After complaints from the American Civil Liberties Union, City Council voted to alter its noise ordinance Tuesday night.

In July, after a person was cited under the previous noise ordinance while protesting at a hotel, the ACLU sent City Hall a letter asking that three sections of the ordinance be addressed.

The changes eliminate decibel level limitations on public property “where First Amendment activity enjoys the most amount of protection” like the sidewalks, Deputy City Attorney Yiben Shen told council.

“The proposed law does not change the decibel limitations over the city’s most congested places such as the transit mall, the promenade, and the pier,” he said. “The proposed law also does not make any changes decibel limitations over private properties throughout the city, where traditional noise enforcement has been mostly focused on.”

The law will set a general prohibition, essentially citywide, against “unreasonably loud and disturbing noise,” he said.

Street performer Ned Landon expressed concern about the possible impacts of the new law.

“This amendment would appear to move the clock back in time to when a subjective assessment of the officer was all that was needed to issue noise violations,” Landon testified. “This was a time when one officer might walk by and smile because they subjectively assessed you to be pleasant and later, another would walk by and tell you to move along because they subjectively assessed you to be too loud. There was no way to know or to be consistently judged whether you were in violation or not. This cause uncertainty and fear which had a chilling effect on the expressive participation.”

Councilmember Ted Winterer noted that the amendment would have no impact on the performers on the Third Street Promenade — the most popular place for street performance.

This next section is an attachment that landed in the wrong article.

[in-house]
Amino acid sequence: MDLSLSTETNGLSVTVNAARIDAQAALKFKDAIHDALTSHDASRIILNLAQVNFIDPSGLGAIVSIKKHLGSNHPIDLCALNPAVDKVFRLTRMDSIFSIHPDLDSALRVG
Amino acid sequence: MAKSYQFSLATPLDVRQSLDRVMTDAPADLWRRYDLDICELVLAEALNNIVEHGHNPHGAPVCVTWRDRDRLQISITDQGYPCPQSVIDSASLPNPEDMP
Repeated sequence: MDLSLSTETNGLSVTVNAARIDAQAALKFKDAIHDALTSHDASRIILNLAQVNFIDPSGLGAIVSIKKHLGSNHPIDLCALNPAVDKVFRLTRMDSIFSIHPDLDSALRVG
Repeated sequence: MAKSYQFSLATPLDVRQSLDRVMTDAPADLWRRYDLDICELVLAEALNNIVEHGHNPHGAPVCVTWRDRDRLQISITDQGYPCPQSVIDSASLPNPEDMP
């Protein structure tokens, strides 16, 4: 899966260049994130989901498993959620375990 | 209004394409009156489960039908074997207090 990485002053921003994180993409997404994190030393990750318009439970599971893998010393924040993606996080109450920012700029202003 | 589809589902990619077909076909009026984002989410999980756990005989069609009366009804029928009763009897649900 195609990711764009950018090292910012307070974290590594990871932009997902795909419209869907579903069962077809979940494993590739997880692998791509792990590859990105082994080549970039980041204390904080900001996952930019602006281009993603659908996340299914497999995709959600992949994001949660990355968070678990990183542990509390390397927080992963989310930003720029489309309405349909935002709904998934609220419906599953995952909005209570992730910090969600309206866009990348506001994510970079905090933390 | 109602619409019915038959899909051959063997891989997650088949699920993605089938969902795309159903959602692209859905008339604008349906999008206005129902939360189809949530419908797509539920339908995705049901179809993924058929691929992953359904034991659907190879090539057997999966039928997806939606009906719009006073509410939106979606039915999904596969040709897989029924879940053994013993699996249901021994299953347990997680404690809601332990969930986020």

Shen noted that regulation of noise at the Santa Monica Pier and at the transit mall will also be unaffected.

“So we’re just changing the way we evaluate noise in other public spaces,” Winterer said, “so if you were performing in some other public space you might conceivably be impacted by this change but given the preponderance of our street performers in those locations you just identified, it shouldn’t be cause for significant concern.”

Landon compared street performers to a canary in a mineshaft, gauging the health of the rights of the community as a whole.

Another speaker complained about noises coming from a private school in his neighborhood, PS1 Pluralistic School.

The amendment passed by council was designed specifically to address concerns put forth by the ACLU (though city attorneys did note they believe the previous ordinance to be constitutional) and has minimal impact on the enforcement of noise violations at schools.

Still, several council members expressed interest in having the Planning Department address some of the issues brought up by the speaker at a later date.

The vote was unanimous among the six members present.

“Noise regulations are extremely difficult to implement especially in public places, parks, and beaches where there are severe First Amendment regulations that limit the city’s ability to regulate,” Shen said.

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